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Bandits
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Two Bandits pull off a bizarre bank heist

Bandits is the kind of movie that gives escapism a good name. It opens with Bruce Willis and Billy Bob Thornton escaping from prison in a concrete-mixer truck, and while they're tootin' on down the highway at, oh, 40 miles per hour, you think to yourself, "Well, I haven't quite seen that one before." An odd-couple pairing, Willis' Joe and Thornton's Terry are bank robbers who complete each other ' Joe a low-key ruffian with an eye for the ladies, Terry a high-strung hypochondriac with an eye for the Merck Manual. (He owns a cassette copy.) And between the two of them, they've come up with a brilliant scheme: They drop in at a bank president's house the night before a robbery, hold the whole family hostage and then escort the president to the bank early the next morning to relieve the financial institution of its deposits. Oh, and they adopt ridiculous disguises, which doesn't include one of Willis' least-convincing hairpieces. (That's supposed to be real!)

Like a remake of Butch Cassidy and the Sundance Kid starring Siegfried and Roy, Bandits coasts along amiably, leaving plenty of time to explore its characters' personality quirks. Thornton's Terry is a wonderful grab bag of imaginary symptoms, culminating in a slow dance at a bar that finally leaves him rolling around on the floor like a hooked fish. But Willis' Joe is the movie's real wild card, the "Moonlighting" smirk suddenly turning cold and distant, which is the signal for everyone else to run and hide. We might have been content to follow these two down the California coast, dropping in at banks with premonitory names like San Andreas and Alamo, but the filmmakers have an O. Henry twist in store for us. Her name is Kate (Cate Blanchett), and her marriage is so miserable that she's almost too eager to be taken hostage by the guys now known as the Sleepover Bandits. The question is, who will she sleep over with?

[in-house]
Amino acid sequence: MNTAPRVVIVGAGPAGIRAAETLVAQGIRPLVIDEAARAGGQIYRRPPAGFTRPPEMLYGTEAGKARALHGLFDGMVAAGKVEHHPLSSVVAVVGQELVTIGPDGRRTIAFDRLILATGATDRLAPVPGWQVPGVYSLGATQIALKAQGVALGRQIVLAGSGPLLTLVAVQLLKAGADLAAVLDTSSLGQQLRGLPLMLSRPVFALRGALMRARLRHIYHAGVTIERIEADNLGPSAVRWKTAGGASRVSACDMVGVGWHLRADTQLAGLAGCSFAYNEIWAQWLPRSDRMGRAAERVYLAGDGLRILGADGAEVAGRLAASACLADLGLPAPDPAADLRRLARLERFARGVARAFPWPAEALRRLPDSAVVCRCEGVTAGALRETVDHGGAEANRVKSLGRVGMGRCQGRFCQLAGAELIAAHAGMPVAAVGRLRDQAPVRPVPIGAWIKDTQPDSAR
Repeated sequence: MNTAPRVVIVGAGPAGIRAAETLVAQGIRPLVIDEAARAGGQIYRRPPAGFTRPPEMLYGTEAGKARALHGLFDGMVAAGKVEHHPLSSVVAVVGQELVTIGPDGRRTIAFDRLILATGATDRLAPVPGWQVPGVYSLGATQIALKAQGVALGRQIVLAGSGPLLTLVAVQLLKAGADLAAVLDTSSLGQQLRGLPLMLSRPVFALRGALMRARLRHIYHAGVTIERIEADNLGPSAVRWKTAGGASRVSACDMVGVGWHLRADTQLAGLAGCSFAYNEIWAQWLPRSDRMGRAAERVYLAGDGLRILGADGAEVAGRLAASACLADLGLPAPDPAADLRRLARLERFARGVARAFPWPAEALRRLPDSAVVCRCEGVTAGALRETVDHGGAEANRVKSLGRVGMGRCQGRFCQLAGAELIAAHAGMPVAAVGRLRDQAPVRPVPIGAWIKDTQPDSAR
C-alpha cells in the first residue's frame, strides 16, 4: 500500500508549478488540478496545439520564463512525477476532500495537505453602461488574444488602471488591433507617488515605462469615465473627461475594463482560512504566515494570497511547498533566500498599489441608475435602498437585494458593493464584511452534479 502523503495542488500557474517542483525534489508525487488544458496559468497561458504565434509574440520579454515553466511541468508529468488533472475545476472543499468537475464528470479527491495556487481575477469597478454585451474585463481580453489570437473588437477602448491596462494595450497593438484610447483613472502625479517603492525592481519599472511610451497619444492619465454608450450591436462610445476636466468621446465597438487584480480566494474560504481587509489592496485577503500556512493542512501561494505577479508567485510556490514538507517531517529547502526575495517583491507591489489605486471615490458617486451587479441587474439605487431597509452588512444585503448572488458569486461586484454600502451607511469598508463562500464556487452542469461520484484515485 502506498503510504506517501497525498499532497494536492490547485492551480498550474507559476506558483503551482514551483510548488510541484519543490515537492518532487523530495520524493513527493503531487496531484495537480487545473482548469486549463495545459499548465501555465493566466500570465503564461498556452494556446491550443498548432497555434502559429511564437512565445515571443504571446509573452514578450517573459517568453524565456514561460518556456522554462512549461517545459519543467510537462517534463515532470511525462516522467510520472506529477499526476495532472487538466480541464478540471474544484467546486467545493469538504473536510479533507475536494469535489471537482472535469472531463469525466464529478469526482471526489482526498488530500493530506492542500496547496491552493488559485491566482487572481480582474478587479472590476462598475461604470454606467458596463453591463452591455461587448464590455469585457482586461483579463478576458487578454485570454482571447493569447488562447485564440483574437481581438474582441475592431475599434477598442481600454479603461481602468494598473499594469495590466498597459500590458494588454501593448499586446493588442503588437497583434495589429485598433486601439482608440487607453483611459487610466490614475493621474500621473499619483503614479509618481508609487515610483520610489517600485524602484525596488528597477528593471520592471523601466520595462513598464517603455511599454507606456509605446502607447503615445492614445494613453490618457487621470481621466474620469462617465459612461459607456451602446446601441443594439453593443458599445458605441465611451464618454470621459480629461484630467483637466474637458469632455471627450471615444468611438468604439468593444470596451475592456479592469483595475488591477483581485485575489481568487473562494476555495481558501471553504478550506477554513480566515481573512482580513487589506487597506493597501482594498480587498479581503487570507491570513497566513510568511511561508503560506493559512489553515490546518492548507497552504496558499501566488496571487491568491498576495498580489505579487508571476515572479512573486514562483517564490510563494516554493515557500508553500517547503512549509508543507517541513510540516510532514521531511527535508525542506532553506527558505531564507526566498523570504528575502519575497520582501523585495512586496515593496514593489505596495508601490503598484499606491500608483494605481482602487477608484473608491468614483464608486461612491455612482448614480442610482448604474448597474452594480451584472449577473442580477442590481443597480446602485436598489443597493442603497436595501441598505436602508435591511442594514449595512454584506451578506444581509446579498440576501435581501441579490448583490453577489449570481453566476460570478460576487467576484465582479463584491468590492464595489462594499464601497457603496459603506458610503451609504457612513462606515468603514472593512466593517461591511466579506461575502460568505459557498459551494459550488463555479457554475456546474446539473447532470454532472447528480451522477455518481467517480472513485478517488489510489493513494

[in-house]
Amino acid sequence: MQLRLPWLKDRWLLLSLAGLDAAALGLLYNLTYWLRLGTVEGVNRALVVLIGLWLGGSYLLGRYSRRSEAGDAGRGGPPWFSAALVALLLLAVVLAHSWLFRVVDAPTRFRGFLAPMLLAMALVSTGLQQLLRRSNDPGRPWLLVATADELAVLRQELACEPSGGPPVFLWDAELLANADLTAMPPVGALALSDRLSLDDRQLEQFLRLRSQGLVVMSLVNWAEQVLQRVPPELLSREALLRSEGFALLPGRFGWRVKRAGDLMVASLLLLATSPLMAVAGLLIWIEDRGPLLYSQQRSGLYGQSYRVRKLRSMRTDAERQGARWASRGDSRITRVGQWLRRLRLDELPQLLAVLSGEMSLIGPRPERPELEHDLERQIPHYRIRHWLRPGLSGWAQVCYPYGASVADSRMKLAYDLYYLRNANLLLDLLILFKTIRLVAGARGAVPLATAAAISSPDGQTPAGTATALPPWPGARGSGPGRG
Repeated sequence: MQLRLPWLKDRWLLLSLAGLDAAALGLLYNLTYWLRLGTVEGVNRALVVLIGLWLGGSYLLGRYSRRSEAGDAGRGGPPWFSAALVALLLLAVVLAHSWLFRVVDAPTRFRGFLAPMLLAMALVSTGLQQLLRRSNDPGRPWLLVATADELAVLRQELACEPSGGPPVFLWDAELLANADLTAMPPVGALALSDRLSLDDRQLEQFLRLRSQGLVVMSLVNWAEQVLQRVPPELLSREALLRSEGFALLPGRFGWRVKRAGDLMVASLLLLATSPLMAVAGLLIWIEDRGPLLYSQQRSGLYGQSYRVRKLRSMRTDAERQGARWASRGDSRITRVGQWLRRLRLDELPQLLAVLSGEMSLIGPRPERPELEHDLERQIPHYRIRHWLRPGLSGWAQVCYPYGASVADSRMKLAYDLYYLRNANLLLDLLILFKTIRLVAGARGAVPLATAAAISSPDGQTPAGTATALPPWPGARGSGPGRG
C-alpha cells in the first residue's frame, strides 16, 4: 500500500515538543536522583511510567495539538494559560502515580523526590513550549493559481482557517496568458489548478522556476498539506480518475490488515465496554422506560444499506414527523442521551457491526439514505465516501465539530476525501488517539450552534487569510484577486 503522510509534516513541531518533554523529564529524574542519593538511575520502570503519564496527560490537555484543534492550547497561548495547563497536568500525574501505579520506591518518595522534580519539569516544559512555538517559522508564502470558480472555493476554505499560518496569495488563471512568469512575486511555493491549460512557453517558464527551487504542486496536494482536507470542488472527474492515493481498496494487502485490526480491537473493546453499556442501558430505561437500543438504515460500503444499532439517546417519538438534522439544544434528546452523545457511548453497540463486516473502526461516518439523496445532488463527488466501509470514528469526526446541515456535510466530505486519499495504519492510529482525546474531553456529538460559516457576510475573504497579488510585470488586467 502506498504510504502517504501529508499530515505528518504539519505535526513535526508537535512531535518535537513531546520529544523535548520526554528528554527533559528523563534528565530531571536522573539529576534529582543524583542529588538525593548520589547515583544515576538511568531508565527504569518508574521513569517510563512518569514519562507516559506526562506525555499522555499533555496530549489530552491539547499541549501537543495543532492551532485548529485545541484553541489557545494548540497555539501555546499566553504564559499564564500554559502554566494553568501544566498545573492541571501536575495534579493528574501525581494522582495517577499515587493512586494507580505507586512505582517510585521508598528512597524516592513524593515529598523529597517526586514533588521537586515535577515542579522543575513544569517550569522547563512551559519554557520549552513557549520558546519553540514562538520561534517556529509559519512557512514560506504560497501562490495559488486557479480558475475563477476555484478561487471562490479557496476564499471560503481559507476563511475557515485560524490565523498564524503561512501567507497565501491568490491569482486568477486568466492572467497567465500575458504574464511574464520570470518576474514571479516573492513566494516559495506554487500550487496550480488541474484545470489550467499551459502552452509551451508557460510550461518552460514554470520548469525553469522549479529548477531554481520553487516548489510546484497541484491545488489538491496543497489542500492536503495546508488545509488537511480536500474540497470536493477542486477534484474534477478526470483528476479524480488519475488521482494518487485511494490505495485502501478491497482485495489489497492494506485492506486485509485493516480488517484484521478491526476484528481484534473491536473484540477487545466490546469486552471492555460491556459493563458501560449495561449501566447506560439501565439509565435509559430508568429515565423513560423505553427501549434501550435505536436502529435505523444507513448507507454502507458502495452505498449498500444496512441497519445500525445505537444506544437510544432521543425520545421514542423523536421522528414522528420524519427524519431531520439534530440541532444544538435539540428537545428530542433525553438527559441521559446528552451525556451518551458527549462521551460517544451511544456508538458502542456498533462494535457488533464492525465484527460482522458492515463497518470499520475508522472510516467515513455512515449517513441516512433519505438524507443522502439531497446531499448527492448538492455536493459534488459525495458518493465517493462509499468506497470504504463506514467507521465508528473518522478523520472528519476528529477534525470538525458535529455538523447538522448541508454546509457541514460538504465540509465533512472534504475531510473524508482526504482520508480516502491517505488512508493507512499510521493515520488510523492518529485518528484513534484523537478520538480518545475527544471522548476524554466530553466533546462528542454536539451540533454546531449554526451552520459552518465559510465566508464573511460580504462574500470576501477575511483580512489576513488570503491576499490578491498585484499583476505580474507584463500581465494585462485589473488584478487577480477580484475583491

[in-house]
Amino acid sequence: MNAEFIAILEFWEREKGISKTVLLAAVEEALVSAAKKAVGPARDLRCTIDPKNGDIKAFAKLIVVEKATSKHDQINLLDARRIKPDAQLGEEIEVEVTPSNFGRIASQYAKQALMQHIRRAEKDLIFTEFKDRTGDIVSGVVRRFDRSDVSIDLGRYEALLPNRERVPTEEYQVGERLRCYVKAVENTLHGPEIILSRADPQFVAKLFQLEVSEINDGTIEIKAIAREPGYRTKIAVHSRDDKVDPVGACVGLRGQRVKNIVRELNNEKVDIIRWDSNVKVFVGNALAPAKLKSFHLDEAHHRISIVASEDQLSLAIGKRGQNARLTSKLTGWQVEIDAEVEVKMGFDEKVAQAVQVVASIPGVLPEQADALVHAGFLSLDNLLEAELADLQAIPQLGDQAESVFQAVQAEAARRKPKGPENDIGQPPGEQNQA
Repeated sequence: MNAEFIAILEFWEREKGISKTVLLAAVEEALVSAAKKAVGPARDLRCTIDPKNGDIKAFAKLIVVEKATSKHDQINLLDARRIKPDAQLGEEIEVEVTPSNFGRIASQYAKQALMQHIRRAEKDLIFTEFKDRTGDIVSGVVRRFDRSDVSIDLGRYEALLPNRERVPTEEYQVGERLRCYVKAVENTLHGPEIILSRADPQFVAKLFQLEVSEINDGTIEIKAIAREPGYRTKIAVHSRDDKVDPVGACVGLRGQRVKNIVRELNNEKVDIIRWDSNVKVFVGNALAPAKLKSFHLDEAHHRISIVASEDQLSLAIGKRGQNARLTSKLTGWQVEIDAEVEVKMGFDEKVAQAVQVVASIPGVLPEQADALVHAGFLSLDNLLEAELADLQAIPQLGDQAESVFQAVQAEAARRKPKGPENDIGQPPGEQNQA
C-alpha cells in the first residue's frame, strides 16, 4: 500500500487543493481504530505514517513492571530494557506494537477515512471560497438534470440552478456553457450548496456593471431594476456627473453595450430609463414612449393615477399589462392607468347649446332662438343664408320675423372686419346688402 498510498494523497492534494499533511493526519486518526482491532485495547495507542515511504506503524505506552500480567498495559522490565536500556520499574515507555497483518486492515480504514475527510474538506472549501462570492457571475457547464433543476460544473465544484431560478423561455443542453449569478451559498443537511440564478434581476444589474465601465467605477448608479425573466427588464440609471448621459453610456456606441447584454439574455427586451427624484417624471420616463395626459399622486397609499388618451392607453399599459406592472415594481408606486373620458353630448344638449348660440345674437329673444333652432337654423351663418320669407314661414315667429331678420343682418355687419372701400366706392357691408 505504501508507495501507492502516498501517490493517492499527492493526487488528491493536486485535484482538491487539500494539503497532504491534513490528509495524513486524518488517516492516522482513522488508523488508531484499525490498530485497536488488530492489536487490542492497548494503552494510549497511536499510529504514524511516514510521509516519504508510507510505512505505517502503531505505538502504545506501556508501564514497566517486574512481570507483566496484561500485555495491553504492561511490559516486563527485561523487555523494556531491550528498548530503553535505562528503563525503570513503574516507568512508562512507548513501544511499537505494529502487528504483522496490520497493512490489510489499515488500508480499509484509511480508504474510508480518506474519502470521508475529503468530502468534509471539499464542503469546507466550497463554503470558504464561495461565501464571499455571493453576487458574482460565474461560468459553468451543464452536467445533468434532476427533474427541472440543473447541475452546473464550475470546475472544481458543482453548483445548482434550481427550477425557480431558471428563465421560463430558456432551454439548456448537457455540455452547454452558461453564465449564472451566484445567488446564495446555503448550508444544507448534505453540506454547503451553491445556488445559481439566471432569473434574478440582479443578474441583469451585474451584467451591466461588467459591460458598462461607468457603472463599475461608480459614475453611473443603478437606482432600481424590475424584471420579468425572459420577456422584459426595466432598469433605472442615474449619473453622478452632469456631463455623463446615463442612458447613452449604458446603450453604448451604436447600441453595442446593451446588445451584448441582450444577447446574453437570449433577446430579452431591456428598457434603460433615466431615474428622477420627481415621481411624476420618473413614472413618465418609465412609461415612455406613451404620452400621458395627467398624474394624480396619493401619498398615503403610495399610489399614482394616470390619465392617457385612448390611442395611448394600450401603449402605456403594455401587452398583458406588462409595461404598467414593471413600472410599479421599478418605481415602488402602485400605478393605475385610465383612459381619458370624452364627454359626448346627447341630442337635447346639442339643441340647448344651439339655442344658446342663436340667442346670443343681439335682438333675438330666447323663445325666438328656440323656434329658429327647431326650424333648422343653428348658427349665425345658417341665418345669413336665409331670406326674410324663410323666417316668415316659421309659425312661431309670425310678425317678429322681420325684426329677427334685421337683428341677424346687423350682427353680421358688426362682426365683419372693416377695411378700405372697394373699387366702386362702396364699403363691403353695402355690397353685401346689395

It's not like the fate of the earth hangs on the answer to that question, but the movie certainly gets a lot of mileage out of it. Blanchett, who gradually transformed her face into a mask in Elizabeth, does the opposite here. Her face ' heavy on the blue eye shadow and ringed with fiery red hair ' is an open book, and that book's title is Love Me Now. Director Barry Levinson lets his three leads have the run of the place; you sense a lot of improvisation. And for once the freedom pays off, the actors bouncing off one another beautifully. Bandits is maybe a half-hour too long, and it almost doesn't matter which scenes you take out, so aimlessly does the movie make its way to its big finale in Los Angeles. But if you started eliminating scenes, we might miss Willis knocking over a bank with a magic marker or Thornton quietly cutting up a kid's spaghetti during one of those night-before meals with the family. These guys wouldn't hurt a fly, but they would make off with its crumbs.

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